Late-planted peanuts after wheat may be a factor for 2008
By Tyron Spearman
is changing its outlook and structure. Peanut farmers are trying to assess
where they fit in and if alternatives are better than growing peanuts.
That sends uncertainty across the industry as economic factors are evaluated
by all segments.
Competing For Acres
Did shellers get enough acreage committed to peanuts? What if prices for corn, cotton and soybeans continue to rise? Is the contract binding for peanuts or can the farmer switch to a higher-priced commodity? The price of fertilizer and nitrogen is weighing into the equation. Peanuts need less fertilizer and make their own nitrogen…advantage peanuts. Could this be the year, farmers plant too many peanuts and bust the market? The industry has a dilemma.
Finding a balance has the market nervous and cautious. Don’t look for much to happen until planting indications are released.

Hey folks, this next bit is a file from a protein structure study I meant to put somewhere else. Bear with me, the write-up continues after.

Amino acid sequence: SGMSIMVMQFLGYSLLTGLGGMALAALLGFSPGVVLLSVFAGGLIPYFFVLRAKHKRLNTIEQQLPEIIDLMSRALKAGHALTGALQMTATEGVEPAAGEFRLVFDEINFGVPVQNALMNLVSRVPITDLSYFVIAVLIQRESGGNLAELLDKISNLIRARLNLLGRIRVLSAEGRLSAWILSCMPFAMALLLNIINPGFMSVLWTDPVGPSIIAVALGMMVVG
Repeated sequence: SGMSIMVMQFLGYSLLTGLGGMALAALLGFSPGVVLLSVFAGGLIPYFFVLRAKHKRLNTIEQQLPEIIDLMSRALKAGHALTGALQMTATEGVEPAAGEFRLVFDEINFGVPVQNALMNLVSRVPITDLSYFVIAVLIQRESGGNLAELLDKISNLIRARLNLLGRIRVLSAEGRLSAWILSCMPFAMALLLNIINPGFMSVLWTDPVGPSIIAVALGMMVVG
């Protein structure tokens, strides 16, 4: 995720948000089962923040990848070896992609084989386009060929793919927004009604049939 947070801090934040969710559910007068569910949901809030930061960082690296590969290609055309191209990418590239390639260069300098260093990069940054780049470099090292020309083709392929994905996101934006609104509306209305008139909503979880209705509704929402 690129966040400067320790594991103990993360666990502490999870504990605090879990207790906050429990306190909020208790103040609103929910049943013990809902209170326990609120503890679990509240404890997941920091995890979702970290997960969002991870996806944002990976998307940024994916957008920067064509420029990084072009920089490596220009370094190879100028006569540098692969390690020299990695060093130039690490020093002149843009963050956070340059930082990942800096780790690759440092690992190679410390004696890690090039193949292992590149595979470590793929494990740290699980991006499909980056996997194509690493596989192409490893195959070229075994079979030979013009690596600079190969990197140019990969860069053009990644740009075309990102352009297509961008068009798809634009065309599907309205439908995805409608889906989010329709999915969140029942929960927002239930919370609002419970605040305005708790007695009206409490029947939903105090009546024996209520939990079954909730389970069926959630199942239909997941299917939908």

The 2007 crop was better than expected, about 1,870,000 tons. USDA predicts an ending stock of about 700,000 tons with a demand of about 1,900,000 tons, meaning the industry will reduce ending stocks to about 650,000 tons. About 300,000 tons are needed before a new crop arrives, cutting supplies and increasing prices.
Export demand continues about 300,000 tons with major customers in Canada and Mexico, mainly because of logistics. Some loyal customers in Europe still promote U.S. quality and continue to buy. As the dollar continues to decline against the Euro, U.S. peanuts become cheaper. However, the increase in prices has taken away the exchange advantage. Ironically, other sources are not available with Argentina reporting a summer heat wave and China planting less and keeping supplies at home.
The new idea of a four-year rotation could net a farmer $50 per acre under the conservation section, but most irrigated peanut farmers will have difficulty meeting the requirements. Separate payment limits are nice to retain, but not as important at present market price levels.
Early predictions point to less corn and more soybeans and wheat. Late-planted peanuts after wheat will be a factor for the 2008 crop. For 2008, buy fuel before prices increase, look for ways to cut costs and keep “in the know.” The peanut industry, along with all of agriculture, is changing. Pray for rain.
Leading Market Indicators (as of Jan. 7, 2007)
• 2007 Crop - 1,783,935 tons